Available with Data Reviewer license.
Checks are tools that allow you to validate your data based on specific conditions. Some of the checks allow you to search for conditions, such as polygon slivers or cutbacks, while other checks allow you to search for features that have spatial relationships with each other. For example, you may want to find buildings that have been mistakenly placed on water features.
Deciding which checks to run on your data
It is customary for people using Data Reviewer to have a product specification, such as Vector Map 1 or TopoMap, that the data must be validated against. For instance, a specification may require buildings to be at least 25 meters from a road. The Geometry on Geometry check can be used to find any buildings that are less than 25 meters from a feature in the road feature class.
There are also checks you can use to ensure your data does not contain any invalid features. This includes features that do not have the correct number of vertices for their geometry type or have a null extent.
Configuring the checks
There are some general steps to be followed when you are configuring checks. These steps include the following:
- Specifying a title for the check
When you are creating a batch job and adding several instances of the same check, you can specify a title for the check. This can be used to describe the conditions you are looking for with the check. The check title is useful when you are using multiple instances of the same check to validate the same feature classes or tables with different validation parameters. For example, if you have several instances of the Geometry on Geometry check in a batch job, you can specify "Bridges that Overlap Roads" as the title for one and "Bridges that Overlap Railroads" for another.
- Defining the features or table records you want to run the check on
This includes choosing the feature class or table as well as indicating whether or not you want the check to run on all the features or a subset that is selected based on a Structured Query Language (SQL) query. You can also indicate that you always want to run the check on the entire feature class or table.
- Configuring conditions specific to the check
These conditions can range from defining a tolerance for distances that exist between features from different feature classes to specifying spatial relationships between features. For example, you can indicate that you want to find streams with a minimum of five vertices or bridges that overlap roads.
- Adding notes that populate the Reviewer table for each feature or table record that meets the check conditions
Once the conditions are defined, you can add information that can be included with each record in the Reviewer table. The Notes text box allows you to create a specific note to be included with each record when it is written to the Reviewer table. Using the same example of finding streams with more than five vertices, the note could be "River has more than 5 vertices".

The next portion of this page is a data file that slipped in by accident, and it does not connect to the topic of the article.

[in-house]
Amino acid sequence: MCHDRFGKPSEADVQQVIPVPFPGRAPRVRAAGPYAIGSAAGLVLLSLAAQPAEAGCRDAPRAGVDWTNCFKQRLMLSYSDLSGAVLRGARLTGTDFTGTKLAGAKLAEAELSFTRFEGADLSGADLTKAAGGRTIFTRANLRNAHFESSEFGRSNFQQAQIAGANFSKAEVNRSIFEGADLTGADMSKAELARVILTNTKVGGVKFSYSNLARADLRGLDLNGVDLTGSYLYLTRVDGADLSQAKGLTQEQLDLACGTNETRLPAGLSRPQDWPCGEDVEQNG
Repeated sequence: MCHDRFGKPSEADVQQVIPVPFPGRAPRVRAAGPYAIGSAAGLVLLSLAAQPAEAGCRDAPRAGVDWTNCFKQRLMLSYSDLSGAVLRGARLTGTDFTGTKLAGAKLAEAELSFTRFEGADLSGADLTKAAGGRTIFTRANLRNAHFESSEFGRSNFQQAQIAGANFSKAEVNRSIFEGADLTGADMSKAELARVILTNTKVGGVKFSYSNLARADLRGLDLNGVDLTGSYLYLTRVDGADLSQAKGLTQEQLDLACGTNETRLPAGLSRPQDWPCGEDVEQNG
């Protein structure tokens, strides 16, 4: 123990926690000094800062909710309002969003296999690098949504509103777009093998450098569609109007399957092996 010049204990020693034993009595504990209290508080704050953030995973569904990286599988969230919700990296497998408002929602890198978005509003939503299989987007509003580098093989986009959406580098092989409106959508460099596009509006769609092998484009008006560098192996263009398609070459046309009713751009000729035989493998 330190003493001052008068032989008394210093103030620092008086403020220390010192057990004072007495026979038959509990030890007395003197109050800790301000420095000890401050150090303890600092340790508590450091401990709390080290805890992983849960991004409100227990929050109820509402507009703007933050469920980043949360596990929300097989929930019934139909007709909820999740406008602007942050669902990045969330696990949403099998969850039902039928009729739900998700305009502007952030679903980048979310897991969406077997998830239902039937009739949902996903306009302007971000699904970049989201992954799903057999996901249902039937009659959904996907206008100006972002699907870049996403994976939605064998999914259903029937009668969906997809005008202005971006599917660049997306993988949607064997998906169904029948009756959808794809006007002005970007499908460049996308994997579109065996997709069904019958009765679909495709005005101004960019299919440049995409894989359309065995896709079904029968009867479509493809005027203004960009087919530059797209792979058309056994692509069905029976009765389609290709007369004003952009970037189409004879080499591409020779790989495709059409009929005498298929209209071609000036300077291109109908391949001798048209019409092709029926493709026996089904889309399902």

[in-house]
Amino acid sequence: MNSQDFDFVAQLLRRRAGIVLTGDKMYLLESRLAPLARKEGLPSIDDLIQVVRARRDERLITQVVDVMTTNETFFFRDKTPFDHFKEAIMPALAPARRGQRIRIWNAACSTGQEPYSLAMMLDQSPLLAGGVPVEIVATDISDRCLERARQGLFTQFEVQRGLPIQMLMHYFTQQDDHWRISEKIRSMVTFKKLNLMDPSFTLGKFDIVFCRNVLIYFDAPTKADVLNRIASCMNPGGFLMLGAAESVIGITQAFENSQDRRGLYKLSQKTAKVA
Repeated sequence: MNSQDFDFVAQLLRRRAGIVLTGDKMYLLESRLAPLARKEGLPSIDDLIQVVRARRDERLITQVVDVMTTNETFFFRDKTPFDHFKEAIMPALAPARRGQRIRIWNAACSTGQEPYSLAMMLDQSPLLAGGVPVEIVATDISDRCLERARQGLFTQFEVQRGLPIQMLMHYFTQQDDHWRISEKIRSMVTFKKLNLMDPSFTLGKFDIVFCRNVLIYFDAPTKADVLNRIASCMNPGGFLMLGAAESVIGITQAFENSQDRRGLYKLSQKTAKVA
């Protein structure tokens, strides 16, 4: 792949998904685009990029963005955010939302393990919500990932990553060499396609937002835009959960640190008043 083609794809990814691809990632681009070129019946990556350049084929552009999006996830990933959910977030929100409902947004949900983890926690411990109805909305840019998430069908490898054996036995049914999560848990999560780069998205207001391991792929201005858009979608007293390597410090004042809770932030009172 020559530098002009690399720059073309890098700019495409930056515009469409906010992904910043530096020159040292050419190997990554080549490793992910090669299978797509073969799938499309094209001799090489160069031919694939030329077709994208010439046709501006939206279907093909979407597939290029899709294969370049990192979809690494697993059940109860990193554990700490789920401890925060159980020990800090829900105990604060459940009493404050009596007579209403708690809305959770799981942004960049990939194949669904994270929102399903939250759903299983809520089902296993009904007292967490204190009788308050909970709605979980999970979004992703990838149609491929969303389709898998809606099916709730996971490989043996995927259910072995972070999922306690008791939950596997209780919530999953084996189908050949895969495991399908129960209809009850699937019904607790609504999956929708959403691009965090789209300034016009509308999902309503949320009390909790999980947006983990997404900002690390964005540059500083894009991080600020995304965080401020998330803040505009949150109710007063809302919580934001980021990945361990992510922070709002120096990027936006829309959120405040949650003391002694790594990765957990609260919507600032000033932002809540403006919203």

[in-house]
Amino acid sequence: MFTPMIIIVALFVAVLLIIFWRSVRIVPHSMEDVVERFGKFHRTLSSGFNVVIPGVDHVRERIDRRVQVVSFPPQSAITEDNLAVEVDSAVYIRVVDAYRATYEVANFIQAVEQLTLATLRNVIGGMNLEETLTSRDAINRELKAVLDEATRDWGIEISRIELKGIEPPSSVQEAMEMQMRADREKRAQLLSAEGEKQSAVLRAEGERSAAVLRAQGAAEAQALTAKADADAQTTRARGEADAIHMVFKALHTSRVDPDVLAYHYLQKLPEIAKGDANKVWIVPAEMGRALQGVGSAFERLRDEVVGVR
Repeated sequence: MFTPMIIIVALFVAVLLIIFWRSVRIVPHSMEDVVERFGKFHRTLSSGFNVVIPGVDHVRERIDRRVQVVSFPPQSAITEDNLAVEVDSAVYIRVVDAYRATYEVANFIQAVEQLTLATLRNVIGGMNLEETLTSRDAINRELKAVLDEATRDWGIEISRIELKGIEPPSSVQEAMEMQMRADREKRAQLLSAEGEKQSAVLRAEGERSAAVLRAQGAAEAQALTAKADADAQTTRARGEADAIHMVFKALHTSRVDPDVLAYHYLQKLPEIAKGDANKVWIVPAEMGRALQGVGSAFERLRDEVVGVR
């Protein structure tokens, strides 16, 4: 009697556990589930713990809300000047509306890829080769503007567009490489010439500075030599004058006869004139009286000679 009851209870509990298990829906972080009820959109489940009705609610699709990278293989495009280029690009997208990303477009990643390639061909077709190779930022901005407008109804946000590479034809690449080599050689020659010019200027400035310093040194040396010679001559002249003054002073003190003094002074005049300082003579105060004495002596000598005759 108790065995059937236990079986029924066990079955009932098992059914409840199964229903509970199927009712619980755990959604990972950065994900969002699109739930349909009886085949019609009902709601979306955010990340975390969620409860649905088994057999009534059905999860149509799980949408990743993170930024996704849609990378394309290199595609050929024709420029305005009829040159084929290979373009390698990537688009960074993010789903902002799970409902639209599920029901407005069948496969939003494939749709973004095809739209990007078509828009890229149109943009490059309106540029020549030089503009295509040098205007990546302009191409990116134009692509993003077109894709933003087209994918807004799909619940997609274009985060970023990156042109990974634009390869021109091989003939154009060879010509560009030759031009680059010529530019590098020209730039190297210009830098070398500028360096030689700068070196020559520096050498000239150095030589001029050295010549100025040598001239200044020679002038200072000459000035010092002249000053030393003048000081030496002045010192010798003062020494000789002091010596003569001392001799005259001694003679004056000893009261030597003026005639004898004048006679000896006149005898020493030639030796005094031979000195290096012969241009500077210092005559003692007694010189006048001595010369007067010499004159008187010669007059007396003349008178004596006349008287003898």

- Assigning a severity rating to records produced by the check
You can indicate the importance of the results of a check by assigning a severity rating to them. For instance, if you want to indicate that buildings found on lakes are a high priority, you can assign the check a severity rating of 1.
Choosing an extent on which to run the check
After the check has been configured to search for the conditions you have specified, you need to choose the extent the check is going to be searching.
You can choose one of the following options:
- Selection Sets—The check is run on the features that are currently selected in the map.
- Current Extent—The check is run on the current map extent, which is controlled by the map scale.
- Definition Query—The check is run on the features that are displayed based on definition queries that have been created for the feature class.
- Full Database—The check is run on all the features in the feature class.
If you are validating data in a versioned geodatabase, you can also choose to run a check only on features that have been edited. When you check the Changed Features Only check box and run the check, features in the current version are compared to the parent version to identify what features have been changed. This option can be used in conjunction with any of the others above.
Viewing and managing check results
After an individual check is finished running, you can either browse through the results or write them directly to the Reviewer table.
The Browse Results option allows you to browse through each record in the map using the Browse Features window. With this method, you can look at each record and decide whether or not to write it to the Reviewer table. If there are multiple parts to a feature, you can also look at its individual parts.
The Write to Reviewer Table option automatically writes all the records to the Reviewer table. With the example above, there would be 155 new records created in the Reviewer table.